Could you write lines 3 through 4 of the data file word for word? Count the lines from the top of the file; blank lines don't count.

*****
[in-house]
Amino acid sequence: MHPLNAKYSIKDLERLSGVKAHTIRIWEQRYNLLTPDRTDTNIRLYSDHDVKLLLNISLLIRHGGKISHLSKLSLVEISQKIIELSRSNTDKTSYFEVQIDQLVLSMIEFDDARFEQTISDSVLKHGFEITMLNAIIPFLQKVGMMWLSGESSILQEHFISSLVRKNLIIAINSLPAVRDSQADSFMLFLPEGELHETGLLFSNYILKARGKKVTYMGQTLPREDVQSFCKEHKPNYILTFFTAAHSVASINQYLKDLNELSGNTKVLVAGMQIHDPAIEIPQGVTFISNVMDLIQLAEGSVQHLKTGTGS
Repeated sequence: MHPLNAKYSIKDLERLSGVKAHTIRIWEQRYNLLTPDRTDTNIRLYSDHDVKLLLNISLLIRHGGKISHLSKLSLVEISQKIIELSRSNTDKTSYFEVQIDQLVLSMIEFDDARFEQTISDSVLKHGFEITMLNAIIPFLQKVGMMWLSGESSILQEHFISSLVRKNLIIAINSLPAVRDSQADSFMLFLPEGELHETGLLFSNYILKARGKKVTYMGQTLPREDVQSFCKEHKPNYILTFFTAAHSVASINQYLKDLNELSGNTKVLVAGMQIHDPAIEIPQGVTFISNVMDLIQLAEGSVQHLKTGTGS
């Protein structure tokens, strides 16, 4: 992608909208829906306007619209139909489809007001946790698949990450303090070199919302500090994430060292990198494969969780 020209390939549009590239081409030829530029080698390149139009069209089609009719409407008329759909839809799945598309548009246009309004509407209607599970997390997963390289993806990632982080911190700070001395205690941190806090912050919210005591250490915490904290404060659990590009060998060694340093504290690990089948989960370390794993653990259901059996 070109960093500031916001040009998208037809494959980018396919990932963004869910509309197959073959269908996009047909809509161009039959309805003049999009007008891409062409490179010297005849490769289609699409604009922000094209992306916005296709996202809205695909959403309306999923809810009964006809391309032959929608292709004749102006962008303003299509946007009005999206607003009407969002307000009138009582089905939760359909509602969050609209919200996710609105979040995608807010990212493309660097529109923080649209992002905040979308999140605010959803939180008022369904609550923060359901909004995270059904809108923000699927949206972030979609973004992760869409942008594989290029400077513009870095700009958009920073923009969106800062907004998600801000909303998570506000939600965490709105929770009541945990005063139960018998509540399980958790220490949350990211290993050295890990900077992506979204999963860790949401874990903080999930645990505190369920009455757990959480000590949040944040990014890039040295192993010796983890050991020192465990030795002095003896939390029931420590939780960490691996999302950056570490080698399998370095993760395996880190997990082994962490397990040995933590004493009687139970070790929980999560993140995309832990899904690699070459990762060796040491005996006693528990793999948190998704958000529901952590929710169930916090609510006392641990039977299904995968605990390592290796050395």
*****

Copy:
Repeated sequence: MHPLNAKYSIKDLERLSGVKAHTIRIWEQRYNLLTPDRTDTNIRLYSDHDVKLLLNISLLIRHGGKISHLSKLSLVEISQKIIELSRSNTDKTSYFEVQIDQLVLSMIEFDDARFEQTISDSVLKHGFEITMLNAIIPFLQKVGMMWLSGESSILQEHFISSLVRKNLIIAINSLPAVRDSQADSFMLFLPEGELHETGLLFSNYILKARGKKVTYMGQTLPREDVQSFCKEHKPNYILTFFTAAHSVASINQYLKDLNELSGNTKVLVAGMQIHDPAIEIPQGVTFISNVMDLIQLAEGSVQHLKTGTGS
């Protein structure tokens, strides 16, 4: 992608909208829906306007619209139909489809007001946790698949990450303090070199919302500090994430060292990198494969969780 020209390939549009590239081409030829530029080698390149139009069209089609009719409407008329759909839809799945598309548009246009309004509407209607599970997390997963390289993806990632982080911190700070001395205690941190806090912050919210005591250490915490904290404060659990590009060998060694340093504290690990089948989960370390794993653990259901059996 070109960093500031916001040009998208037809494959980018396919990932963004869910509309197959073959269908996009047909809509161009039959309805003049999009007008891409062409490179010297005849490769289609699409604009922000094209992306916005296709996202809205695909959403309306999923809810009964006809391309032959929608292709004749102006962008303003299509946007009005999206607003009407969002307000009138009582089905939760359909509602969050609209919200996710609105979040995608807010990212493309660097529109923080649209992002905040979308999140605010959803939180008022369904609550923060359901909004995270059904809108923000699927949206972030979609973004992760869409942008594989290029400077513009870095700009958009920073923009969106800062907004998600801000909303998570506000939600965490709105929770009541945990005063139960018998509540399980958790220490949350990211290993050295890990900077992506979204999963860790949401874990903080999930645990505190369920009455757990959480000590949040944040990014890039040295192993010796983890050991020192465990030795002095003896939390029931420590939780960490691996999302950056570490080698399998370095993760395996880190997990082994962490397990040995933590004493009687139970070790929980999560993140995309832990899904690699070459990762060796040491005996006693528990793999948190998704958000529901952590929710169930916090609510006392641990039977299904995968605990390592290796050395």